Elizabeth Warren at KSC

Presidential candidate Warren spoke to the community

Liam Frey / Equinox Staff

Rachel Vitello

News Editor

“We persist” could be heard multiple times from the Student Center lawn on Wednesday, September 25. Presidential candidate and United States Senator Elizabeth Warren visited campus to speak to students and community members.

KSC political science professor Philip Barker opened the event with a statement on the importance of political awareness.

“It is consistent with our college mission and our work with the American Democracy Project to open the campus to events like this. This creates a public dialogue to issues critical to our democracy and to engage our students, faculty, staff and community in the political process,” Barker said.

The American Democracy Project is an initiative that aims to raise people’s understanding of current political issues, specifically on college campuses.

“Central to our mission as the public liberal arts school of New Hampshire and our commitment to academic excellence and public service, Keene State College has partnered with the American Democracy Project, an initiative begun in 2003 by the American Association of State Colleges and Universities,” Barker said. “ADP is a nonpartisan multi-campus initiative focused on higher education’s role in preparing the next generation of informed, engaged citizens for our democracy.”

KSC Student Body President and president of the KSC Democrats Davis Bernstein also spoke at the event about some of Warren’s political accomplishments.

“Under the Obama administration, she spearheaded the creation of the Consumer Protection Bureau. The creation of this bureau is one of the greatest achievements in protecting consumer rights for millions of Americans,” Bernstein said. “Just this year, Senator Warren announced a two percent wealth tax to some of the wealthiest people in America. With just two pennies on the dollar we would be able to fund so many incredible programs.”

Under Warren’s plan, the programs that this tax would be able to fund was one of the main points Warren said in her speech.

“This is a tax on fortunes bigger than 50 million dollars. On your 50 millionth and first dollar, you have to pitch in two cents, and two cents for every dollar after that,” Warren said. “You built a great fortune in America. I guarantee you built it, at least in part, with workers we helped to pay to educate. You built it, at least in part, getting your goods to market on road and bridges all of us helped pave and build. You built it, at least in part, protected by police and fire fighters all of us help pay the salaries for. Pitch in two cents so everyone has a chance to make it in this country.”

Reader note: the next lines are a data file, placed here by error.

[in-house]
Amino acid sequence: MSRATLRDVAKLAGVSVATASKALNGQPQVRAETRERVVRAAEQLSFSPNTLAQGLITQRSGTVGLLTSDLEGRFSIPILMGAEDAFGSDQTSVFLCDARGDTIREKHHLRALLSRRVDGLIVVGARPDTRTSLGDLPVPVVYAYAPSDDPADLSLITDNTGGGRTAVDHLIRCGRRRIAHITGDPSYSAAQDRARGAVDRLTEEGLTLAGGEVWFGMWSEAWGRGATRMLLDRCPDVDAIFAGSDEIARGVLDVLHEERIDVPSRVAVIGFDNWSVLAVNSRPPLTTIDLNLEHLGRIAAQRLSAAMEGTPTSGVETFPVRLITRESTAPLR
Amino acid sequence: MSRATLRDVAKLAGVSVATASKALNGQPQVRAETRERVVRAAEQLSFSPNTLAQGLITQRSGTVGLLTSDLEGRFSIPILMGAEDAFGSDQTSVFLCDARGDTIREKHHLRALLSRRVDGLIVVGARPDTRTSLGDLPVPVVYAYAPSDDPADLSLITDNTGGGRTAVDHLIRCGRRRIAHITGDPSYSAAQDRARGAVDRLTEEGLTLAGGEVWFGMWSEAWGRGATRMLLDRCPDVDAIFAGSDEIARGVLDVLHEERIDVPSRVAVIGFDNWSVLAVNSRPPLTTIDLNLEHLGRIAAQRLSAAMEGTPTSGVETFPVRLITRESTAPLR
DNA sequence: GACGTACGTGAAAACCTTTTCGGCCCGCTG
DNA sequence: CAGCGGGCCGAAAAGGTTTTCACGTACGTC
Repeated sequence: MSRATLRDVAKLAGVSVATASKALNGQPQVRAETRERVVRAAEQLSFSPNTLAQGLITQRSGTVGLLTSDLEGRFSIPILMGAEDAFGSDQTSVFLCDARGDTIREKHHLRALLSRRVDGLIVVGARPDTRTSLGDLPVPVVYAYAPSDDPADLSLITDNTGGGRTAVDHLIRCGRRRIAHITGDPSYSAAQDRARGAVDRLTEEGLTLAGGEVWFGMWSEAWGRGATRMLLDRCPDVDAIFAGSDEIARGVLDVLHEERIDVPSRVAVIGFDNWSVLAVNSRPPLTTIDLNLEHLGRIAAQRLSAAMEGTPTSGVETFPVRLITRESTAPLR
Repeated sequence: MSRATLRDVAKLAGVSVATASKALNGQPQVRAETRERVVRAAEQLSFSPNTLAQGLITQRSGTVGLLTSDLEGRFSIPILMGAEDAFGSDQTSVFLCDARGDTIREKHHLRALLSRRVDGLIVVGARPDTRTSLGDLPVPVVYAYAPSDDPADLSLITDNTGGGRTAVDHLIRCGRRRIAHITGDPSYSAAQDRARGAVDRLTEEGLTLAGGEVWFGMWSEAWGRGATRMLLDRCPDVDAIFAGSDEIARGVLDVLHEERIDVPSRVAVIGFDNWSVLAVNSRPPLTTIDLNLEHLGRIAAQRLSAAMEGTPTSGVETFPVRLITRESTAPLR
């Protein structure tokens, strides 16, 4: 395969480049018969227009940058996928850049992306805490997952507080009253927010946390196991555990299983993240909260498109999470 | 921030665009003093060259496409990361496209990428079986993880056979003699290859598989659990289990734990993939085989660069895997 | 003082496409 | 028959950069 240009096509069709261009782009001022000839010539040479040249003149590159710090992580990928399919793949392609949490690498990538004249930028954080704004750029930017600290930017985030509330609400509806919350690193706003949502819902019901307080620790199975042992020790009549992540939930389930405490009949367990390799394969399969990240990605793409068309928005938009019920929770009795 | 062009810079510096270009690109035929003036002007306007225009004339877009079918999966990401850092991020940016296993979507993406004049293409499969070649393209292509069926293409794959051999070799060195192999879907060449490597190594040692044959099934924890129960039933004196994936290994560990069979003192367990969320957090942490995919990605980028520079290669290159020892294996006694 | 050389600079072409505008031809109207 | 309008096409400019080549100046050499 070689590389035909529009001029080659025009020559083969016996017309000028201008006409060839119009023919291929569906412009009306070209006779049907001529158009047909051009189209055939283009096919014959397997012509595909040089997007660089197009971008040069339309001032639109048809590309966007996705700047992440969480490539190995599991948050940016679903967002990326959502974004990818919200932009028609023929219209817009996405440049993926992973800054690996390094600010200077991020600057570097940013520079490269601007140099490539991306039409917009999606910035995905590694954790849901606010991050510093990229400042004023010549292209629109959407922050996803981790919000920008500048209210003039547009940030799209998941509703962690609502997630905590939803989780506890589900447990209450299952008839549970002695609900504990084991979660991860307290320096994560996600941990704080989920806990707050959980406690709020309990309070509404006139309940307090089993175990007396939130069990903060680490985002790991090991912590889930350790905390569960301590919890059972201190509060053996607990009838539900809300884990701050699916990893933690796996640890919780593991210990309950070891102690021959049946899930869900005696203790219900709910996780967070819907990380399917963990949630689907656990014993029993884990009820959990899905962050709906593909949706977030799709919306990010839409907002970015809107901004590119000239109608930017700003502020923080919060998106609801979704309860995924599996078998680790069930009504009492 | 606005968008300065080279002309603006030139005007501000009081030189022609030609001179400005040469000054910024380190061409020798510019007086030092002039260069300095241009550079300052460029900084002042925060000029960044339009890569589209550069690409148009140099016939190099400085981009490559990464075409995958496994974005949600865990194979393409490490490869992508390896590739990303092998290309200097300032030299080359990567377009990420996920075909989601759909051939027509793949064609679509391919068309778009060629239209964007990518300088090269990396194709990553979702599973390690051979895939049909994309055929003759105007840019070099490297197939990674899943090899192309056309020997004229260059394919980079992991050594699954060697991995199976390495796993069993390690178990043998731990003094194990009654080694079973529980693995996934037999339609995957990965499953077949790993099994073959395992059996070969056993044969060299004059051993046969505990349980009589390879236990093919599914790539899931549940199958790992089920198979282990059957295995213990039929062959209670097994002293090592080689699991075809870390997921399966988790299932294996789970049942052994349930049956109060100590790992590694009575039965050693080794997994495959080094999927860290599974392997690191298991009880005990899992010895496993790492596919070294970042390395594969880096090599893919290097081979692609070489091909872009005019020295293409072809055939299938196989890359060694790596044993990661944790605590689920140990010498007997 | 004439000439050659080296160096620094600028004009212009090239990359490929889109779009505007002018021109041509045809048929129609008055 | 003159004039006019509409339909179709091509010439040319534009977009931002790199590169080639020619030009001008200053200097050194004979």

Warren said this wealth tax would help pay for universal childcare, universal pre-kindergarten for every three and four year old, raise the wages of every childcare worker and preschool teacher, provide tuition-free technical school, community college and four year college, increase Pell grants, invest 50 billion dollars in historically black colleges and universities, cancel student loan debt for about 95 percent of those who have it and also create a 200 dollar increase in social security and disability payments across the board.

Another issue Warren stressed was corruption in Washington D.C.

“This government works fabulously for giant drug companies, but not anyone trying to get a prescription filled. It works fabulously for giant oil companies who want to drill everywhere, but not for anyone who sees climate change bearing down on us,” Warren said. “That is corruption pure and simple and we need to call it out for what it is. Whatever issue brought you here today, if there’s a decision to be made in Washington, I guarantee it’s been touched by money.”

Warren related this corruption to climate change. She cited how climate change began being widely recognized back in the 1990s. However, large corporations like Koch Industries and oil companies realized that investments in climate change prevention would affect their profits.

“They have an investment decision to make. They could invest in cleaning up the air, they could invest in cleaning up the water; they don’t do that. They invest in politicians. They invest in campaign contributions,” Warren said. “They invest in so-called experts who are climate change deniers. Once you get those deniers out there they create an umbrella over the politicians, so the politicians can continue taking money and when anybody asks them about it in terms of climate, the answer is ‘I don’t know, I’m not a scientist.’”

Warren called for a complete end to lobbying.

“We want to make change, it’s got to be big, structural change. We start by running at corruption head on,” Warren said. “Lock the revolving door between Wall Street and Washington. Make the U.S. Supreme Court follow basic rules of ethics.”

As for how Warren’s campaign speaks to college students specifically as she’s visiting college campuses, Warren said the current state of the country is not prioritizing that demographic enough.

“Right now it’s (the government) working for those who have already made it big, not those who are trying to build a life for themselves and build a real future,” Warren said. “That’s about who we’re investing in. Is it the people who have already made huge fortunes, or is it people who are out there working to build a future?”

When it comes to Medicare for all, Warren is in support of it and also conscious of the transition period that would be involved.

“Can we stop for a minute and say how wrong this system is? Someone doesn’t get the help they need because for-profit insurance companies need to make money.  Last year insurance companies made 23 billion dollars in profits,” Warren said. “We have a lot of work to do to figure out the transition. Healthcare is a basic human right and we fight for basic human rights.”

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